Quick background first: Limelight provides high-performance content delivery. In essence, it competes with Akamai (AKAM) and others in providing a rich-media-centric network that accelerates the transit of responsiveness of everything from online games (Microsoft (MSFT) /Valve as customers) to user-generated content (MySpace (NWS) is a customer).
Turning to the numbers, the company has zoomed from $11m in revenues in 2004 to $64m in 2006. The company was GAAP profitable until last year, when expenses for stock-based compensation took the company into the red. If you net that out then the company remained profitable on cash-flow in 2006, although the company's capital expenses are big and growing, with equipment purchases hitting $40m in 2006, up front $11m a year earlier.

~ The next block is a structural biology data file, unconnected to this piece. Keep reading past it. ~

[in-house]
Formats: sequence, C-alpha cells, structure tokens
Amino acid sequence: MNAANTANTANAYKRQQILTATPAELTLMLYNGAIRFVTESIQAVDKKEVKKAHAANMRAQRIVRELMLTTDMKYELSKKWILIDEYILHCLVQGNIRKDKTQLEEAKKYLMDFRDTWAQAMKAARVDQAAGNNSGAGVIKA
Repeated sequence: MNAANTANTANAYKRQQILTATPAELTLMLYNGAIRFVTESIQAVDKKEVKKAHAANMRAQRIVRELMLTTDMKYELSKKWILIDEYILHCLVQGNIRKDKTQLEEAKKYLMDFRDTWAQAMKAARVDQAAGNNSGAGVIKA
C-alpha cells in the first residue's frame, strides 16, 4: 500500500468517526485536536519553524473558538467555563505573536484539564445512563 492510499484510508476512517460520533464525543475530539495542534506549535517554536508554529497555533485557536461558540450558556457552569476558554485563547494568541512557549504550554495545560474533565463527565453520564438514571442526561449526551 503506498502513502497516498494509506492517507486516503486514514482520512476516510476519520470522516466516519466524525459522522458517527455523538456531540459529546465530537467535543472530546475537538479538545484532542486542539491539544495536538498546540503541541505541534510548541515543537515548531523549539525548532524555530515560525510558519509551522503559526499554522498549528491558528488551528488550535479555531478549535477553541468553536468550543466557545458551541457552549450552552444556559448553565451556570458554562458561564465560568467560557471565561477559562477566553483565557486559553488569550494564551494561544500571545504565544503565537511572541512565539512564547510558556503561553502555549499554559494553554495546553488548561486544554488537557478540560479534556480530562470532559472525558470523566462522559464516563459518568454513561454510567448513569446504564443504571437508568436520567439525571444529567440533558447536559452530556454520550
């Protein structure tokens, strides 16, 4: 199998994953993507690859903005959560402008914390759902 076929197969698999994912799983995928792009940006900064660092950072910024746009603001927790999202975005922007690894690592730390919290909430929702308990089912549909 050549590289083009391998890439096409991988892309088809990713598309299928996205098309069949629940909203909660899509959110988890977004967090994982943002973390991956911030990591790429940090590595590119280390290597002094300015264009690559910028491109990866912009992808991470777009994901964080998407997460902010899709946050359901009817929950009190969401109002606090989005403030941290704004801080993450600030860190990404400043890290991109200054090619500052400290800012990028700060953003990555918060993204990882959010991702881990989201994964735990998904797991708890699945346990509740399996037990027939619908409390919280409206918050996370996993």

While being a CDN for rich media definitely puts the wind at Limelight's back, there are big risks here. Highest among those risks is a suit filed last year by competitor Akamai, alleging that Limelight infringes on two of its core CDN patents. As Limelight concedes in the S-1, that could lead to monster damages, at the very least.
In other risks, the company's top ten customers represent 58% of revenues, which isn't that unusual, although I'm betting a high percentage of 'em are ephemeral Web 2.0 companies. More intriguingly, a single Limelight reseller handles a "large content provider" that makes up 21% of revenues. Given that number is forecast to decline in 2007, could it be Google (GOOG)-owned YouTube? Whoever it is, they're incurring at least $13m annually in bandwidth costs.